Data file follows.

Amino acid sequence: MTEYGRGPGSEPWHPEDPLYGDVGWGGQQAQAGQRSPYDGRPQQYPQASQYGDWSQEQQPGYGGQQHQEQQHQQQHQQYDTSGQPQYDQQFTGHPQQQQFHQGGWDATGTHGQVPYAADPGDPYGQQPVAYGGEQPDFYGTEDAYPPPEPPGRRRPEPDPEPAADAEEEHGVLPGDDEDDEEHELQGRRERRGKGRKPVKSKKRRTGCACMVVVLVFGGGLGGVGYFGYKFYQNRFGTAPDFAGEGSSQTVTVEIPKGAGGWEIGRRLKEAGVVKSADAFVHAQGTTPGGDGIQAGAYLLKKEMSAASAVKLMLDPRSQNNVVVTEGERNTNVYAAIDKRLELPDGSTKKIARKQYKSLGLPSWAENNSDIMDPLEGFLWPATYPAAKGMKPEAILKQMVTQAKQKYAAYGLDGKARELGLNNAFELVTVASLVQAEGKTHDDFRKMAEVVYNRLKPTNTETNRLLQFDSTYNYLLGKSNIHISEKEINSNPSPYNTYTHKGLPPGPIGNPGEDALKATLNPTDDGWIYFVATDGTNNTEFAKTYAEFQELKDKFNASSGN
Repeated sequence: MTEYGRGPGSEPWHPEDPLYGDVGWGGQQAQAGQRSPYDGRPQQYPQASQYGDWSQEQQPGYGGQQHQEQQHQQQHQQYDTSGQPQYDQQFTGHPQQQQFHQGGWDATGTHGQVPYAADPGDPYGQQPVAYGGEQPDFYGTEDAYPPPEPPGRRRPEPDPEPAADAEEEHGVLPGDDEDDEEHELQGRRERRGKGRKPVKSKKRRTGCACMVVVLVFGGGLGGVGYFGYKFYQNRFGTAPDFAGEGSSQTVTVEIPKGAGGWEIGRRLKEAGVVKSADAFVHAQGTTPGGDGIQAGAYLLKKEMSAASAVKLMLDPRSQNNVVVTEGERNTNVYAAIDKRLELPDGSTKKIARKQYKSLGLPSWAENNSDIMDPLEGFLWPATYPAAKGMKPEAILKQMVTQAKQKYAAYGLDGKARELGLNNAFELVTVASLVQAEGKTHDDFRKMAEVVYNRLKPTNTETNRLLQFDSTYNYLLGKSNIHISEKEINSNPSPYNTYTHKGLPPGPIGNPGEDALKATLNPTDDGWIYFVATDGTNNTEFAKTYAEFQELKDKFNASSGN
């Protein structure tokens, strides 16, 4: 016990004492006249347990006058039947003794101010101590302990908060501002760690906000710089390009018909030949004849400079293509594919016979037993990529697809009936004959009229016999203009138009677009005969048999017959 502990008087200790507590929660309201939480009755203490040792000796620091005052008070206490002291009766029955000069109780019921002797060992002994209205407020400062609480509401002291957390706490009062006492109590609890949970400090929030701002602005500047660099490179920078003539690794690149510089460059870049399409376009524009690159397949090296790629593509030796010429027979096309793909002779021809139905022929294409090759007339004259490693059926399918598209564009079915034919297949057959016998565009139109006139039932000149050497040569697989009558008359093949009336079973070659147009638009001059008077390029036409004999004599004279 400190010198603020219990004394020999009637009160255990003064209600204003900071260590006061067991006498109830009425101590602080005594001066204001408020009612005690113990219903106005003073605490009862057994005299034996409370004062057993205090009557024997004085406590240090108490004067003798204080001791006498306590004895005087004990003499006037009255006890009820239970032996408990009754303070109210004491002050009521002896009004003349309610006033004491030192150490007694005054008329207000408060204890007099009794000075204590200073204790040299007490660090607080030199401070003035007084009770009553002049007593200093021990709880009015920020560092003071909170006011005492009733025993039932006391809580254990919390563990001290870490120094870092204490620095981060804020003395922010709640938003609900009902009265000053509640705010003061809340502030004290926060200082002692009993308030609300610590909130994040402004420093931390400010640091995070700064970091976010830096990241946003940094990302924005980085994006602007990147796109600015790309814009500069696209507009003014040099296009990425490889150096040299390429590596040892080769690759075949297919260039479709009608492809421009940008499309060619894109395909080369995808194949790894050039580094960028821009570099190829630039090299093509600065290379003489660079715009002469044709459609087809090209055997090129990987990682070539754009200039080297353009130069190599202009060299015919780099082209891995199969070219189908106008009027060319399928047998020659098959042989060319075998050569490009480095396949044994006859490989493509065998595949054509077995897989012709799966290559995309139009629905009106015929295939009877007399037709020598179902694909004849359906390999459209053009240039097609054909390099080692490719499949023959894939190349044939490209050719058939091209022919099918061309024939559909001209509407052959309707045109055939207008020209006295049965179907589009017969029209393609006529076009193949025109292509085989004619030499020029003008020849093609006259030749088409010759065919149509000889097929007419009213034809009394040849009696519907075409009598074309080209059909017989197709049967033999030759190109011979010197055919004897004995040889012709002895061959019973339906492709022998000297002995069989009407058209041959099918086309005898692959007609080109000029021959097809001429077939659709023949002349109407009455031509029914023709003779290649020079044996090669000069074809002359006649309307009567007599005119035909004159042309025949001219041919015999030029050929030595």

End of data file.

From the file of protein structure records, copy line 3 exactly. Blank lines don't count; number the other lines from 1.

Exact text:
């Protein structure tokens, strides 16, 4: 016990004492006249347990006058039947003794101010101590302990908060501002760690906000710089390009018909030949004849400079293509594919016979037993990529697809009936004959009229016999203009138009677009005969048999017959 502990008087200790507590929660309201939480009755203490040792000796620091005052008070206490002291009766029955000069109780019921002797060992002994209205407020400062609480509401002291957390706490009062006492109590609890949970400090929030701002602005500047660099490179920078003539690794690149510089460059870049399409376009524009690159397949090296790629593509030796010429027979096309793909002779021809139905022929294409090759007339004259490693059926399918598209564009079915034919297949057959016998565009139109006139039932000149050497040569697989009558008359093949009336079973070659147009638009001059008077390029036409004999004599004279 400190010198603020219990004394020999009637009160255990003064209600204003900071260590006061067991006498109830009425101590602080005594001066204001408020009612005690113990219903106005003073605490009862057994005299034996409370004062057993205090009557024997004085406590240090108490004067003798204080001791006498306590004895005087004990003499006037009255006890009820239970032996408990009754303070109210004491002050009521002896009004003349309610006033004491030192150490007694005054008329207000408060204890007099009794000075204590200073204790040299007490660090607080030199401070003035007084009770009553002049007593200093021990709880009015920020560092003071909170006011005492009733025993039932006391809580254990919390563990001290870490120094870092204490620095981060804020003395922010709640938003609900009902009265000053509640705010003061809340502030004290926060200082002692009993308030609300610590909130994040402004420093931390400010640091995070700064970091976010830096990241946003940094990302924005980085994006602007990147796109600015790309814009500069696209507009003014040099296009990425490889150096040299390429590596040892080769690759075949297919260039479709009608492809421009940008499309060619894109395909080369995808194949790894050039580094960028821009570099190829630039090299093509600065290379003489660079715009002469044709459609087809090209055997090129990987990682070539754009200039080297353009130069190599202009060299015919780099082209891995199969070219189908106008009027060319399928047998020659098959042989060319075998050569490009480095396949044994006859490989493509065998595949054509077995897989012709799966290559995309139009629905009106015929295939009877007399037709020598179902694909004849359906390999459209053009240039097609054909390099080692490719499949023959894939190349044939490209050719058939091209022919099918061309024939559909001209509407052959309707045109055939207008020209006295049965179907589009017969029209393609006529076009193949025109292509085989004619030499020029003008020849093609006259030749088409010759065919149509000889097929007419009213034809009394040849009696519907075409009598074309080209059909017989197709049967033999030759190109011979010197055919004897004995040889012709002895061959019973339906492709022998000297002995069989009407058209041959099918086309005898692959007609080109000029021959097809001429077939659709023949002349109407009455031509029914023709003779290649020079044996090669000069074809002359006649309307009567007599005119035909004159042309025949001219041919015999030029050929030595």